Brian Pallister and the Progressive Conservatives repeatedly promised during the last election that they would protect public services and the people that provide them. After the election, Pallister publicly confirmed his commitment.

After less than a year as Premier, Pallister seems to have forgotten his public services promise.

Politicians are in positions of power. They have a responsibility to be honest with the people they represent, to keep their promises, and to be up-front about any proposed cuts to services before the election – not after. Breaking an election promise is the worst kind of politics.

2. Manitobans Need More Services, Not Less

Governments at all levels in Canada have tried to reduce government’s role as a provider of public services. Public services that the average person depends on have suffered, while corporate taxes and taxes on the wealthy have gone way down. CUPE members who deliver important public services know this all too well. Public infrastructure has been neglected, user fees added, and services cut.

Every day, CUPE members hear directly from frustrated citizens who want more, not less service.

Rather than cutting services, the government of Manitoba should be looking to improve public services!

3. Legislated Unpaid Days Off are a Violation of our Human Rights

The right to form and join a union is part of the 1948 Universal Declaration of Human Rights. Our Canadian Charter of Rights and Freedoms includes the rights of workers to join and form unions, to engage in free collective bargaining, and to go on strike.

Imposing unpaid days off through legislation circumvents and ignores the collective bargaining process, and violates our basic human rights.

Changes to collective agreements (group contracts) must be negotiated, not imposed. Neither unions nor governments can change collective agreements without the other’s consent.

Regardless of whether you personally like the idea of a reduced work week, any move by the government to impose unpaid days off should be treated as an attack on our rights as workers.

4. There is no Fiscal Crisis

The Pallister government has stated that Manitoba is in a fiscal crisis, yet this assertion is contradicted by almost every measure of the economy. Manitoba continues to be amongst the best economies in Canada, with relatively low unemployment and above-average economic growth. This is partly thanks to a diverse economy and government investment in public services and infrastructure. In fact, the Trudeau Liberals ran on a platform of using the “Manitoba formula” to kick-start the Canadian economy.

Pallister’s plan to pull Manitoba out of its deficit quickly will require big job cuts in the public service. This would result in a serious reduction of public services, pressure those same social and economic programs, and a shrinking provincial economy. It’s not worth it.

Manitoba does face a billion-dollar deficit, but context matters. As a percentage of the economy, the deficit in 2016 was smaller than it was five years earlier, smaller than it was in the early 1990s, and half of what it was in the 1980s. Is this a challenge? Sure. Is it a crisis? Not really.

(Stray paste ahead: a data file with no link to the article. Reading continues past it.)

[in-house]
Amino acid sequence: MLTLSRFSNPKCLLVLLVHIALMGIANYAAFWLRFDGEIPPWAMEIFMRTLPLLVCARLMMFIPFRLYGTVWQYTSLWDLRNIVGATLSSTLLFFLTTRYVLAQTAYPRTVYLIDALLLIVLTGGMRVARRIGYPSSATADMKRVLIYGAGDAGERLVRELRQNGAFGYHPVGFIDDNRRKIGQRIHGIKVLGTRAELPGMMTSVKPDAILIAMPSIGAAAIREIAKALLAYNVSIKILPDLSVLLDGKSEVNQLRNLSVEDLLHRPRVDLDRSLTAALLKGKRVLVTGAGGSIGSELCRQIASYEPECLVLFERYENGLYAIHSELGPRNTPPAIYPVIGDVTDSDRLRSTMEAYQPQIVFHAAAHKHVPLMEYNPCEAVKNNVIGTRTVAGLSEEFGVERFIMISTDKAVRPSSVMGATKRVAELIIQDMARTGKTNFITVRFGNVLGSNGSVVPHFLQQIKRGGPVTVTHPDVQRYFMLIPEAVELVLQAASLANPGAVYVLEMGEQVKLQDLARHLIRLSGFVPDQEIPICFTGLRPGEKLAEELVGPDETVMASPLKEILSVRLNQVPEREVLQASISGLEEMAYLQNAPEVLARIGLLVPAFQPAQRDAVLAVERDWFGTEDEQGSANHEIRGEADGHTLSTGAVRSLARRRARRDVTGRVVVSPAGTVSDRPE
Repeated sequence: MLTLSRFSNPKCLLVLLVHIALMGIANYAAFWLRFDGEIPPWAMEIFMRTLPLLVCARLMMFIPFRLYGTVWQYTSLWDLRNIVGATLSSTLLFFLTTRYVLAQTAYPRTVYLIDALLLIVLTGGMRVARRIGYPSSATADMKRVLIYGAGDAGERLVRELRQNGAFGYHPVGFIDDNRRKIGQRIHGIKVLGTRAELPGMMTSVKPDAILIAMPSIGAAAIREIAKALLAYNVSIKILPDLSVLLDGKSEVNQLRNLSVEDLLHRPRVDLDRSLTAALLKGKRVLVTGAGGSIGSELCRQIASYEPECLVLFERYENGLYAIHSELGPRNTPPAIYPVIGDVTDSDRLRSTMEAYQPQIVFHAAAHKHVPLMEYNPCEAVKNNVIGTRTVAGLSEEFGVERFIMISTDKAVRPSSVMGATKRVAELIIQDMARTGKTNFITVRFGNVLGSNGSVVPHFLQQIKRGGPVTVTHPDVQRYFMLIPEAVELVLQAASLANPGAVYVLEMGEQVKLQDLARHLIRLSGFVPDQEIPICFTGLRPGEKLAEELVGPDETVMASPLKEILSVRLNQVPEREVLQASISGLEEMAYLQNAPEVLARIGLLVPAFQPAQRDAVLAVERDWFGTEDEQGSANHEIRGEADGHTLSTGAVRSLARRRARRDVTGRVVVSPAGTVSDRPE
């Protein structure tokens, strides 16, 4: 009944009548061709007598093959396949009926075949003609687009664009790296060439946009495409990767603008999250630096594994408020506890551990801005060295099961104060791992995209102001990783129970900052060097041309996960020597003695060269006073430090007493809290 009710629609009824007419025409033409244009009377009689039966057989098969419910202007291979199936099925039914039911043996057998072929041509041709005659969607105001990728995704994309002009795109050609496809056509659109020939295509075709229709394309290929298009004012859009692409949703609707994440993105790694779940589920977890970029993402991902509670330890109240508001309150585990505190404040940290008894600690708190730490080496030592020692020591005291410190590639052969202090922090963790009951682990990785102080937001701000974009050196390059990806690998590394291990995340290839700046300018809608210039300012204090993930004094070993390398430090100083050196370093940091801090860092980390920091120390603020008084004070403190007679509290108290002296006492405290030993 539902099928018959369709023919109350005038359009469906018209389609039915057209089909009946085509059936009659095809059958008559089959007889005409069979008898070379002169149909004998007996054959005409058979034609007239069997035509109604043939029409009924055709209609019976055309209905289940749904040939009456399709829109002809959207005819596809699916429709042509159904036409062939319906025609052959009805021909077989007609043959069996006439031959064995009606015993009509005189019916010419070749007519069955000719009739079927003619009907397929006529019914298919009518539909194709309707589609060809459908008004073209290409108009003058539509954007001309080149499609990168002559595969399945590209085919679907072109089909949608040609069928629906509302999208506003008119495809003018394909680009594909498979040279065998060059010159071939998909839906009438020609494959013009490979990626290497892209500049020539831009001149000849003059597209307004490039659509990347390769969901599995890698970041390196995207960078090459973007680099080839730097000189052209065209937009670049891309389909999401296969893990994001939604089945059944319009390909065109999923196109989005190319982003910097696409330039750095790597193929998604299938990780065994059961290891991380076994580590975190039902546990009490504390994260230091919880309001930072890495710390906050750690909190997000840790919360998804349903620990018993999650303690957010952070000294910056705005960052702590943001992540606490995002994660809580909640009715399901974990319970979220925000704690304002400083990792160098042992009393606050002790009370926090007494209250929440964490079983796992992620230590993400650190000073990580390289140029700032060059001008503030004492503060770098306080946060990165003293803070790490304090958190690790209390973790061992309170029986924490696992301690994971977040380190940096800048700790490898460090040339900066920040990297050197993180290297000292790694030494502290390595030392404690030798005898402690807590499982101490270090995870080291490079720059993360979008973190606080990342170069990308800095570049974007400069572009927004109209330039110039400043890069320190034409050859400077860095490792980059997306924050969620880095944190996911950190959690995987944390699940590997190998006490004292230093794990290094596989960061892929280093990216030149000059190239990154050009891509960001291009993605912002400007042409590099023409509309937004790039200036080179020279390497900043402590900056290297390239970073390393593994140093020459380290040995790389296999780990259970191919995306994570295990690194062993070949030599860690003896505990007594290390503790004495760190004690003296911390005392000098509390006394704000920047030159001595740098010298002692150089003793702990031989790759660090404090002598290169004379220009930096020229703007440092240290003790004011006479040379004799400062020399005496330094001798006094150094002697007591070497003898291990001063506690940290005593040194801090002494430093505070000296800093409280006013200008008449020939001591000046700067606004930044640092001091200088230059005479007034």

Others will argue that every dollar we spend on interest is a dollar that can’t be spent on services. True, but today’s record-low interest rates mean that the cost of debt is low. The cost of borrowing has shrunk from 2% in 2003-4 to 1.28% of provincial GDP. (GDP is the Gross Domestic Product, or the total value of domestic goods and services, not including income invested from outside Canada.)

5. CUPE Members Cannot Afford Unpaid Days Off

There is a myth that public-sector workers are overpaid.

This is not the case. The average wage in Manitoba is $44,900. A living wage is $31,100/year for a single parent with one child in Winnipeg. A sampling of full-time starting wages for unionized workers in different sectors ranges from $20,000 per year for an Education Assistant to $37,000 for a Health Care Aide. Part-time and casual workers may earn far less.

In the 1990s, government-imposed unpaid days off resulted in a 5% reduction in take-home pay for government workers in Ontario, and a 4% reduction in Manitoba.

A plan to balance the provincial budget on the backs of workers earning modest incomes is wrong.

Better Solutions

So, what is the solution to Manitoba’s budgetary challenges?

Ironically, Brian Pallister was on the right track at one time. In 2016, the Premier promised to get the budget back to balance over eight years. This could still be done.

Of course, the provincial government could also introduce new tax brackets for higher income earners, raise corporate income taxes, work with the Federal government to close tax loopholes for the wealthy, or implement a carbon tax.  Pallister continues to ignore the revenues side of the ledger.

It’s time to remind Premier Brian Pallister to keep the public services promise.

 

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CUPE: Pallister’s PC MLA wage freeze is not genuine

The Canadian Union of Public Employees Manitoba is frustrated with today’s Conservative Party update on MLAs’ wages, and calls on Premier Pallister to get back to protecting public services.

“Today, Brian Pallister has once again disappointed us,” said Kelly Moist, President of the Canadian Union of Public Employees Manitoba. “The Premier and his cabinet took 20% salary increases on their first day in office, then froze minimum wage. After taking home an extra $21,000, Brian Pallister wants us to believe he’s taking a wage freeze. This is not genuine.”